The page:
Aligarh bans conversions on Xmas, Sangh unfazed
Stressing that the fresh conversion drive is voluntary, Balraj Doongar, convenor of the Bajrang Dal's Uttar Pradesh unit, said the Aligarh 'ghar-wapsi' programme will take place on December 25 as per plans.india Updated: Dec 15, 2014 12:09 IST
Aligarh is set to witness a confrontation on Christmas with the administration saying it won't allow any conversion programme that day and Sangh Parivar affiliates insisting nothing can stop a 'ghar-wapsi' (homecoming) event.
Mohit Agarwal, Aligarh range DIG, held a meeting of senior superintendents of police of four districts in the range on Sunday, instructing them not to give permission for any conversion programme.
The meeting was also aimed at reviewing their intelligence set-ups and identify and act against organisations as well as individuals engaged in persuading people to convert.
The DIG said section 144 had been imposed and under that no such programme could be held. "If any organisation tries to break the law, we will deal with them sternly."
But an undeterred Balraj Doongar, the Bajrang Dal's Uttar Pradesh convenor, said, "The UP government had imposed section 144 before the Muzaffarnagar riots too, but a mahapanchayat was still held. When there are more than 144 people who come together, section 144 becomes meaningless. Hindu society has woken up, and we will hold the programme, come what may."
Doongar is accused of being involved in the 2013 Muzaffarnagar riots that left more than 60 dead and displaced nearly 50,000 people. He was among the first vocal proponents of the 'love jehad' theory in western UP. The Bajrang Dal leader has 15 cases against him, which he calls 'fake'.
From this man comes a staunch defence of the Narendra Modi government, and a commitment that the Aligarh 'ghar-wapsi' (homecoming) programme will take place.
And while the Bharatiya Janata Party (BJP) is careful in maintaining distance after the alleged forced conversion of around 300 Muslims to Hinduism in Agra triggered an uproar in Parliament and drew widespread condemnation from Islamic organisations, there are many in the party who support such events.
"Conversions have happened when Hindus, under the threat of the gun, moved to Islam. Now our brothers and sisters want to come back," Doongar told HT over phone from Meerut.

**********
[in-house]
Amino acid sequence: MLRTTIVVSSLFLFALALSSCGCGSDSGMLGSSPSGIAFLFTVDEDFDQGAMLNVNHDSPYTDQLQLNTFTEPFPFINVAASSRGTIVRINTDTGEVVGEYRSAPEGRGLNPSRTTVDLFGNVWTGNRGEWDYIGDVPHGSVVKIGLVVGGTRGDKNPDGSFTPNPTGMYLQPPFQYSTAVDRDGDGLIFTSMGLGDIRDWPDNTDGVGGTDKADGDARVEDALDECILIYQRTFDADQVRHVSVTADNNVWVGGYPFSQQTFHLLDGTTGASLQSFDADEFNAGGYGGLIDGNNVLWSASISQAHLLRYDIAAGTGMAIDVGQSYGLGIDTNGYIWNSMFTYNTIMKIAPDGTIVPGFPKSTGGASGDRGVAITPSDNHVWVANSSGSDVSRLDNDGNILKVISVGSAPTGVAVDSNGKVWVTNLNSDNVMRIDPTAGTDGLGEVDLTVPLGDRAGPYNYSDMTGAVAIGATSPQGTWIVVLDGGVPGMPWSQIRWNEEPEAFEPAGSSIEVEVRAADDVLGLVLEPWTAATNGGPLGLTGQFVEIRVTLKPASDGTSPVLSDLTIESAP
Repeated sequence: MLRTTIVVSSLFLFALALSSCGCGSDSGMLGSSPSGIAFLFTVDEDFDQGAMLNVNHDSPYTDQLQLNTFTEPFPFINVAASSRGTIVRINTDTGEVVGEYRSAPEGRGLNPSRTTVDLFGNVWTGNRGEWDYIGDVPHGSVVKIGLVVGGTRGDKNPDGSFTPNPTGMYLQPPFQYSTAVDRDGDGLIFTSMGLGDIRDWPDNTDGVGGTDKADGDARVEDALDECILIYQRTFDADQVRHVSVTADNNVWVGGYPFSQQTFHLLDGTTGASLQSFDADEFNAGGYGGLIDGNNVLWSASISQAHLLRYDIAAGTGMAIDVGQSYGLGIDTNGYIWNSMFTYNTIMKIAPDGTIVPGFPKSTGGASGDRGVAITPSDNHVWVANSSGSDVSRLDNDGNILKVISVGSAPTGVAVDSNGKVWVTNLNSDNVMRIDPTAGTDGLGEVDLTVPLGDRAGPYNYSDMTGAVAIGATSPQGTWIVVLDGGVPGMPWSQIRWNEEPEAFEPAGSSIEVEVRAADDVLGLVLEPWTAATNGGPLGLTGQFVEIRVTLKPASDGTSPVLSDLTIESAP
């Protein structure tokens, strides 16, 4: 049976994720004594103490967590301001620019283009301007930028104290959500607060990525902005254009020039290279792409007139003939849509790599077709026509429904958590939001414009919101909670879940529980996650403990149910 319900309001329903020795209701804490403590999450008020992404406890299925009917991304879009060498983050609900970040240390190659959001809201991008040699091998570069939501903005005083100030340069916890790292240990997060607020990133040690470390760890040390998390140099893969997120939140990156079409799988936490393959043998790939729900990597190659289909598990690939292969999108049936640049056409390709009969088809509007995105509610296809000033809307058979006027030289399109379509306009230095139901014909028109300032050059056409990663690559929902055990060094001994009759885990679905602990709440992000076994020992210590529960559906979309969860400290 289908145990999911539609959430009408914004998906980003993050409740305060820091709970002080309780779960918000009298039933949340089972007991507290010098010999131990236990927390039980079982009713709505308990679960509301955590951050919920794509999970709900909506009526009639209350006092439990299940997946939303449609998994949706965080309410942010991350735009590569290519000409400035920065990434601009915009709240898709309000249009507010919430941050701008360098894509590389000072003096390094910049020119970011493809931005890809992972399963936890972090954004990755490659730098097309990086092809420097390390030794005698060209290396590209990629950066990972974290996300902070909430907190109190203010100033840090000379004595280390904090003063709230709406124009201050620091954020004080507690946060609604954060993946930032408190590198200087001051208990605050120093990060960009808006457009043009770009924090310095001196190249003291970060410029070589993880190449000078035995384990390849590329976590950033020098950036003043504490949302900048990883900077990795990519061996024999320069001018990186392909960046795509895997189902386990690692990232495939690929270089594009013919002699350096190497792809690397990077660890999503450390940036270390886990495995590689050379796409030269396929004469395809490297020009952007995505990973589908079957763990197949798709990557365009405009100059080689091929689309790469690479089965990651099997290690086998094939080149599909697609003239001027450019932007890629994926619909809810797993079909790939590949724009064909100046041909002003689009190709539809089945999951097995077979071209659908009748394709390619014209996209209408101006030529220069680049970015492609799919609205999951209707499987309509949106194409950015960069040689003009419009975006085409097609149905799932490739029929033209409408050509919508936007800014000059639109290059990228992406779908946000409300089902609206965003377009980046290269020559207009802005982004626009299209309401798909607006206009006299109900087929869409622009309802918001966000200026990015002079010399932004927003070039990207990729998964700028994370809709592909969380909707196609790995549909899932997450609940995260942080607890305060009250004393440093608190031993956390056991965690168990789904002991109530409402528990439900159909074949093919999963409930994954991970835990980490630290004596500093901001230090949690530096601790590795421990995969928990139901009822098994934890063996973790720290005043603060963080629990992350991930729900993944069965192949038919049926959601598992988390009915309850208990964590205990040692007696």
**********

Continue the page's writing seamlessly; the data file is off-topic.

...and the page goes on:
Stressing that the fresh conversions are voluntary -- a stand reiterated by the Rashtriya Swayamsevak Sangh (RSS) affiliate after the Agra controversy, Doongar said, "Islam is like a jail; you think women want to be in burqas? They want to unchain themselves and since we believe in atithi devo bhava (guests are gods), we will welcome them back."
Doongar's claims, however, are not in sync with the facts on the ground.
Both in Agra and Aligarh, Hindutva activists are believed to be carefully identifying people before conversion events and investing money in bringing them to the Hindu fold.
This came out in the open when a letter written by a Dharma Jagran Manch functionary seeking donation for the cause became public last week.
The Dharma Jagaran Manch is another RSS affiliate and allegedly behind the Agra 'conversions' along with the Bajrang Dal.
The undated letter issued by Rajeshwar Singh, the unit’s kshetra pramukh, claims the ‘homecoming’ exercise has brought back to Hinduism 40,000 people in 20 districts, including 2,000 Muslims, and talks about its aim to ‘reconvert’ one lakh people in 2014.
The letter has also asked for donations of Rs 2 lakh to ‘reconvert’ Christians and Rs 5 lakh for Muslims, explaining that expenses are incurred in such exercises.
But that does not deter the Bajrang Dal. They have other plans.
Ajju Chauhan, who was at the forefront of the Agra 'conversion' episode and is the co-convenor of the organisation, told HT that they were now launching a new campaign: 'Beti bachao, bahu lao (save the daughter, bring a daughter-in-law)'.
Since the Sangh-affiliated outfits claim that Hindu women are 'trapped' by Muslim men, they now want to turn the tables.
When asked if they would welcome Muslim women to Hindu homes, Chauhan said, "Yes, get them and make them Hindus."
Doongar and Chauhan's statements and actions may appear to be that of a fringe group within the Sangh, but their proximity to the BJP is hard to miss.
Doongar praises the Modi government for "bringing down prices, showing China and US their places". When asked if Hindutva issues were being addressed, he said, "It is not a light bulb one can switch on and off. The government is on track and will address all issues."
Others in the group are confident that it is only a matter of time before the ruling Samajwadi Party (SP) is ousted and the BJP returns to power in UP in the 2017 assembly elections.
The BJP, however, officially has nothing to do with their statements or the upcoming Aligarh event.
The party MP from the city, Satish Gautam, told HT, "RSS is a different outfit, BJP is a different outfit. Arya Samaj and Dharma Jagran Manch are different. We have nothing to do with the event on 25th (of December)."
But Gautam added they would object if the SP government disallowed it.
"Ghar-wapsi events have happened in the past as well. They take place in a big public park, with a havan. I don't know why it has been made an issue this time. If the SP wants to draw political mileage out of this, it is very wrong."
Another party leader said all activities that 'awaken the Hindu consciousness' were good for the 'society and the party'.